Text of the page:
How China got rid of opium
This is a historical article from an early issue of China Now magazine 1977.
The Opium Wars between Britain and China were a key incident in the fall of the ancient imperial order in China.
Opium has had a long history in China. It was first introduced to the country by Arab traders as a medicine in the seventh or eighth century. By 1620 however, Portuguese traders off the coast of China had introduced its use as a luxury habit. But because opium was relatively rare and therefore expensive, it affected only the well-to-do, primarily young men of wealthy families, among whom it was regarded as a status symbol.
This all changed in the 1770s, when England conquered India and Burma. Britain needed large sums of money to colonise these two vast tracts of land, and opium was the answer. Taxes levied on the product brought in the much needed revenue while Britain's merchant ships carried it to the most convenient market: China.
As more and more addicts were created, Emperor Dao guang (1821-1850) of the Qing Dynasty became alarmed. He ordered that Guangdong (Canton), the only port then open to foreigners, be closed to all opium traffic. But British captains evaded the edict by smuggling opium into China with the help of local pirates. Opium presently became so widespread that by 1838, officials in Guangdong and Fujian were notifying the Imperial government that nine people out of ten in these provinces were addicts. The Emperor responded by naming as High Commissioner to Canton, a most extraordinary man, Lin Zexu. Lin was given strict orders to rid the country of opium; he took this mission seriously, and the British found his obstinate rectitude most exasperating. In a letter to Queen Victoria which was never sent, Commissioner Lin chided:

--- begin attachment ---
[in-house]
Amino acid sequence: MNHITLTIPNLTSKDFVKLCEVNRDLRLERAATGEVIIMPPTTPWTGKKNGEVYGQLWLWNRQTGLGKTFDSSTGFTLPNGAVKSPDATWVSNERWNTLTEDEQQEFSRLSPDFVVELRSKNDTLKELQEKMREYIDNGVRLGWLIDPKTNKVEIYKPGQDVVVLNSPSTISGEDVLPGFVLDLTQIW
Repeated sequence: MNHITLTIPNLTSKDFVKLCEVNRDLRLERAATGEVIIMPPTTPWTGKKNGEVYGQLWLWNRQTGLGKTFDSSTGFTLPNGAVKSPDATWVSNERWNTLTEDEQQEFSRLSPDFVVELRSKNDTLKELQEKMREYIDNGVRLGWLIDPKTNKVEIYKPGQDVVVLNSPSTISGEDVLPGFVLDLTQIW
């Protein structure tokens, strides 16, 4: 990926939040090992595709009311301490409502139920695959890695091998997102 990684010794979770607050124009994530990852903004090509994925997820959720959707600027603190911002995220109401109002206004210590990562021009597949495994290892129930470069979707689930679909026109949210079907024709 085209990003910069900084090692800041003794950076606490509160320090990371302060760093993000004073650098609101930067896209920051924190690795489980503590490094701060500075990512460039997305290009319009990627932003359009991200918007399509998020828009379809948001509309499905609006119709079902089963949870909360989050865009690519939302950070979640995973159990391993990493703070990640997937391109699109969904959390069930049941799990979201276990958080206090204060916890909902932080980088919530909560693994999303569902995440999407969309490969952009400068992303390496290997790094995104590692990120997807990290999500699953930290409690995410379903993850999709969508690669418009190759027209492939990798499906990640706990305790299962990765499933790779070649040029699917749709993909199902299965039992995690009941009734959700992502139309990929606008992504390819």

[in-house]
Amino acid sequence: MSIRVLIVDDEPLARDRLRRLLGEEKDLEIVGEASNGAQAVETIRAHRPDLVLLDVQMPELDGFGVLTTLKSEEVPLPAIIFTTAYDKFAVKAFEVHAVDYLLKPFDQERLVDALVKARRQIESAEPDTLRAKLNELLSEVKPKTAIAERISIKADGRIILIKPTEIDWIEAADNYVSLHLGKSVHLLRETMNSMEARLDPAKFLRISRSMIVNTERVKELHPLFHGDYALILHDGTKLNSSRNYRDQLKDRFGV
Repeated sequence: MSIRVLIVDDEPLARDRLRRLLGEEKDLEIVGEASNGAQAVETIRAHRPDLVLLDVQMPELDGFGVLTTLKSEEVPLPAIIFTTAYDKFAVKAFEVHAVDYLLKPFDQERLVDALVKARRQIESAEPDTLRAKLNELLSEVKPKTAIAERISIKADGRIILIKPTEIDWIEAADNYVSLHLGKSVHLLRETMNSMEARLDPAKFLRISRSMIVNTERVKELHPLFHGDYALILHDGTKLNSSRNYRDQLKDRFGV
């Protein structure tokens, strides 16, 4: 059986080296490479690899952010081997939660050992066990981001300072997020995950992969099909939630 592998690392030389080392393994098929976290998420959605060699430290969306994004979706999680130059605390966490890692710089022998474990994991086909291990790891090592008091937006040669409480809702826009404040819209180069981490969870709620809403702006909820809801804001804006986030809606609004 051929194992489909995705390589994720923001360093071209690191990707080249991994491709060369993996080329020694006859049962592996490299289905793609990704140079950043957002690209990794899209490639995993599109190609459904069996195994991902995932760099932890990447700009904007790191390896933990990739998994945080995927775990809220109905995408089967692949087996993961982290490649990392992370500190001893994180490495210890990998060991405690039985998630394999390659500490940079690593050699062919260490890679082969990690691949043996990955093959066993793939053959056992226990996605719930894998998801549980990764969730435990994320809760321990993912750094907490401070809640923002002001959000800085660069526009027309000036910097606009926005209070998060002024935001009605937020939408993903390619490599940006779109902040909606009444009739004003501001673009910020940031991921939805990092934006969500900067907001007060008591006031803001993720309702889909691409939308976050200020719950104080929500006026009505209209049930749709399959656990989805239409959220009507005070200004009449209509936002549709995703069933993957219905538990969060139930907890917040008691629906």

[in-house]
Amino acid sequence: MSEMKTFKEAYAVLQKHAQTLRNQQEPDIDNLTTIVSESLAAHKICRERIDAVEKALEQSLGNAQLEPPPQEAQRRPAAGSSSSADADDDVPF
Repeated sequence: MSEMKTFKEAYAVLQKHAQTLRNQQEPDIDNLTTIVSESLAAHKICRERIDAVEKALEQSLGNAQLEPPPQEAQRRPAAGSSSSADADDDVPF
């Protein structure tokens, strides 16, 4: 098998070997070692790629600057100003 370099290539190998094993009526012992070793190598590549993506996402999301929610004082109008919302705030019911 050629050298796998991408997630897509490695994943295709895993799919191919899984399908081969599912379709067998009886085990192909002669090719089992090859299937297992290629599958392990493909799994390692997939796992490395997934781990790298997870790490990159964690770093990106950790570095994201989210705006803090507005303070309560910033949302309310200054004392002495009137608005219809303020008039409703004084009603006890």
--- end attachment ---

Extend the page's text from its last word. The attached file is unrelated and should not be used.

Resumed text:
... so long as you do not take it (opium) yourselves, but continue to make it and tempt the people of China to buy it, you will be showing yourselves careful of your own lives, but careless of the lives of other people, indifferent in your greed for gain to the harm you do to others: such conduct is repugnant to human feelings ...
After confiscating and destroying the opium stocks and pipes being sold by Chinese merchants, Lin put pressure on all merchant ships in the harbour carrying the drug to deliver their opium stores to him. Although these stores were publicly disposed of, it did not restrain the British as he had hoped. One tension led to another, finally erupting in the war of 1839 to 1842, called the Opium War by the Chinese. It was an epithet bitterly resented by the British, who piously maintained that the war's purpose was to teach the Chinese a lesson in free trade.
Just what kind of trade was meant was obvious from the swarm of opium boats which followed the Royal Navy upstream to Nanjing, where the Qing Dynasty was forced to sign a treaty opening China to trade. Peace had barely been concluded when the opium boats began to hawk their wares: 'Opium is on sale very cheap at Sui Shan - an opportunity not to be missed.'
A second Opium War (fought from 1856 to 1858) removed the final restraint on drug traffic, and by 1880, China was importing more than 6,500 tons of opium a year. Cultivation of the poppy had also begun in China. By the early 1900s, the national crop had increased to more than 22,000 tons a year, making China the world's foremost opium producer.
With the fall of the Qing Dynasty in 1911 and the growth of drug addiction in China, criminal elements began moving into Shanghai's foreign concessions in great numbers. Since extraterritorial rights granted the Western powers were still in operation, Chinese living in these concessions were subject only to that particular concession's laws.
Among the many groups to exploit this situation was the 'Green Gang', which occupied the French concession and conducted its vice operations undisturbed by the French government. A Green Gang member named Du Yuesheng eventually unified all the gangs into a syndicate trafficking in drugs. Tu came to be known as the Opium King, and was one of three bosses who were referred to as the Big Three.